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This post is from the CollabNet VersionOne blog and has not been updated since the original publish date.

Last Updated Dec 10, 2008 — Enterprise Agile Planning expert

(Tools != Community) && (Community != Tools)

Enterprise Agile Planning

Like any company in today’s world, CollabNet keeps pretty close tabs on sites or blogs which affect our products or our clients.  Recently, our CEO, Bill Portelli, forwarded along a link to the Department of the Navy’s CIO Office (DON CIO) blog.  This is related to the DISA project I blogged about previously, and the most recent post there (‘Trust: The Most Important Thing‘) contains a very telling quote:

"…while information technology affords us tremendous advances in transparency and information sharing, our organizational behavior and culture actually prohibit it."

This single statement struck a nerve in my mind about how organizations and the people that manage them sometimes equate the building or acquisition of tools with the building of communities and collaboration.  To most folks who have any knowledge of Open Source communities and their inner workings, this would seem to be clearly not true.  By the way, I beg indulgence of the non-technical folks reading this blog with regard to my title – the engineer in me still exists and the title above is a shorthand for ‘Tools do not equal Community, and Community does not equal Tools’.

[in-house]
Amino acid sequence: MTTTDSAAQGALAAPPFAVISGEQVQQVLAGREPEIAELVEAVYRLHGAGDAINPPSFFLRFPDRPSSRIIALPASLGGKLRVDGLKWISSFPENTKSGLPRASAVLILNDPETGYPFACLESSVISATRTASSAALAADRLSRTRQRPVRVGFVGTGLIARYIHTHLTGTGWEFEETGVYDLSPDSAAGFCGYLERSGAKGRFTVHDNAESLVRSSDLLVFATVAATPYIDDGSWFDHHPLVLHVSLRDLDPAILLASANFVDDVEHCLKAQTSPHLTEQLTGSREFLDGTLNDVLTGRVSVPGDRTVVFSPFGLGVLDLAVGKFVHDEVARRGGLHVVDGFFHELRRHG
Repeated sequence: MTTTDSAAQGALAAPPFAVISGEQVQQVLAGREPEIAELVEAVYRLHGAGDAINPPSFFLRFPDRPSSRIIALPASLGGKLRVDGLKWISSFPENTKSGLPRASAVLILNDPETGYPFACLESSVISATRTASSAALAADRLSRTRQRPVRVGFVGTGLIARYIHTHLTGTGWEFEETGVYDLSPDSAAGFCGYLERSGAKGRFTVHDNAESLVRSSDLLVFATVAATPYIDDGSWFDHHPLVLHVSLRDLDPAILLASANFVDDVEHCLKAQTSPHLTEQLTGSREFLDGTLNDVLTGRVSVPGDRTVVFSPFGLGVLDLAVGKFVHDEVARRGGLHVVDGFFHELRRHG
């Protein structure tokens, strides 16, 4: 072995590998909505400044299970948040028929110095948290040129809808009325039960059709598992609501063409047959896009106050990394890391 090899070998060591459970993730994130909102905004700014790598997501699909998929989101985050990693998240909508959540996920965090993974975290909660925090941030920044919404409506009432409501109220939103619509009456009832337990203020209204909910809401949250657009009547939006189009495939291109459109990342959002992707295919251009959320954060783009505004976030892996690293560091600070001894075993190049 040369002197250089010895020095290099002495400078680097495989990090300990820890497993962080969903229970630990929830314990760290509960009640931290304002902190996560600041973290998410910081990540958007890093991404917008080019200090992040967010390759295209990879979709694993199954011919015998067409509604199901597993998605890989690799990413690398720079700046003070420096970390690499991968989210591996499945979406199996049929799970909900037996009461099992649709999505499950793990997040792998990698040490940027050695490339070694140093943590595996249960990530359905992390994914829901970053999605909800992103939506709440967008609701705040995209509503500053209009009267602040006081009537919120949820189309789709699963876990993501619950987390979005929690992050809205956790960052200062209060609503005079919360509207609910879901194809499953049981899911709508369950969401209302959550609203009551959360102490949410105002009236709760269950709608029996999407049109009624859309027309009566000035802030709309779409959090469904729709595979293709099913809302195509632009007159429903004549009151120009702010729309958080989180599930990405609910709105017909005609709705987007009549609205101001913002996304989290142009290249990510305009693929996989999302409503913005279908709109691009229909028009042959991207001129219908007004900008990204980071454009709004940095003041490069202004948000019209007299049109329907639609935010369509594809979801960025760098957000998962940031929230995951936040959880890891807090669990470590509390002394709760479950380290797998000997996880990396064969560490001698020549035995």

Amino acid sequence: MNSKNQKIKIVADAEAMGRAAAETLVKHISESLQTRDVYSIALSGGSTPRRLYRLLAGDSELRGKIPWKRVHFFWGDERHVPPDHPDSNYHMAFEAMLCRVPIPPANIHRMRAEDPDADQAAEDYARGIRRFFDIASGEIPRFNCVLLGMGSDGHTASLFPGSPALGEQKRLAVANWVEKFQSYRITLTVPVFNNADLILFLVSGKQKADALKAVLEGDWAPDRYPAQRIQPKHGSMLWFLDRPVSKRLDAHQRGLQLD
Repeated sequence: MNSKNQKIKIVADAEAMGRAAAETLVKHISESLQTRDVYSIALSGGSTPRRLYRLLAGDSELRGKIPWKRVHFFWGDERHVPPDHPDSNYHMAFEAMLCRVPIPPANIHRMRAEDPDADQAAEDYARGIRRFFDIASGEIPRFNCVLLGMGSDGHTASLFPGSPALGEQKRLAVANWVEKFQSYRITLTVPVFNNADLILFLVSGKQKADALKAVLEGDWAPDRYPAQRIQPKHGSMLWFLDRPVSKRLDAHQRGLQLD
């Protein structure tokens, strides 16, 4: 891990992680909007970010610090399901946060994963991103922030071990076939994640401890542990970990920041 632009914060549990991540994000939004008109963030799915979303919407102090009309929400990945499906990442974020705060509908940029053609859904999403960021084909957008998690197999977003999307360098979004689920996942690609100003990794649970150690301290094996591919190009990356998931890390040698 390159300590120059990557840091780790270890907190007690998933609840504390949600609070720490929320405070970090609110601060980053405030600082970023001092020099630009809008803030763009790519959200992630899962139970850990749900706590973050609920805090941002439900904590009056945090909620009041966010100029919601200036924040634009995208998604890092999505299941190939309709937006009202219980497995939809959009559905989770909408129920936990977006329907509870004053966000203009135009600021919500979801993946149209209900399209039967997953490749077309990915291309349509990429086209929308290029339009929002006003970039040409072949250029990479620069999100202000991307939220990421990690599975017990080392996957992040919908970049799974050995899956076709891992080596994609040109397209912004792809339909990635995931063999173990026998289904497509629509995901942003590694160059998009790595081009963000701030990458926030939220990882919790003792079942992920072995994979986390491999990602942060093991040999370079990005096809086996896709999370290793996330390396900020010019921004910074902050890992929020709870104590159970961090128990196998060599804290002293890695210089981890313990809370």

In reading through DON CIO’s blog, it is clear that he comprehends that his organization needs to understand the path to collaboration, transparency, and information sharing does not go through which tools they choose.  It runs much deeper than that, and I’m thankful CollabNet’s senior staff and field organization generally understand that to be successful with a client, you need to take an approach advocated in the book Samurai Selling: The Ancient Art of Modern Service – specifically, making your client successful is the ultimate goal, and making them successful means considering how your tool/service is most beneficial to them.  In some cases, that may mean your tool isn’t the most appropriate, but maybe your service offering is, or maybe you have to integrate with a competitor’s tool to further develop the client’s community.  It also means you should be prepared to guide them in the best practices they can utilize to help steer their organization down a new path where the organizational culture/behavior can evolve to take advantage of the tools that enable better collaboration.

In the end, understanding you have to take into account existing company cultures, behaviors, and norms is critical to building a successful community, and making sure that is your primary goal as an organization, not the pushing of a tool at the expense of service, will help make you (and your client) more successful in the end.

Note – just found Richard Millington‘s Online Community Building Manifesto, which speaks nicely to some of the things I mentioned above. 

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